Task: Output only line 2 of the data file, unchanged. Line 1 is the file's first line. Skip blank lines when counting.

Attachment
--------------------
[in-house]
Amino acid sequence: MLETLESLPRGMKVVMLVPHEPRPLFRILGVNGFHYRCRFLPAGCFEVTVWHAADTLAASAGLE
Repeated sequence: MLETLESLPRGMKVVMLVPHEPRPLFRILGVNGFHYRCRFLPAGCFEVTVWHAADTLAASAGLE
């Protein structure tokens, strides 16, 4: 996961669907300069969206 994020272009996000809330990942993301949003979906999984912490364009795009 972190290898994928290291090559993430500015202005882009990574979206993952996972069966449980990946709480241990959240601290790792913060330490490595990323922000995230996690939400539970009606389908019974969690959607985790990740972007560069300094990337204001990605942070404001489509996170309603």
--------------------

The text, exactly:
Amino acid sequence: MLETLESLPRGMKVVMLVPHEPRPLFRILGVNGFHYRCRFLPAGCFEVTVWHAADTLAASAGLE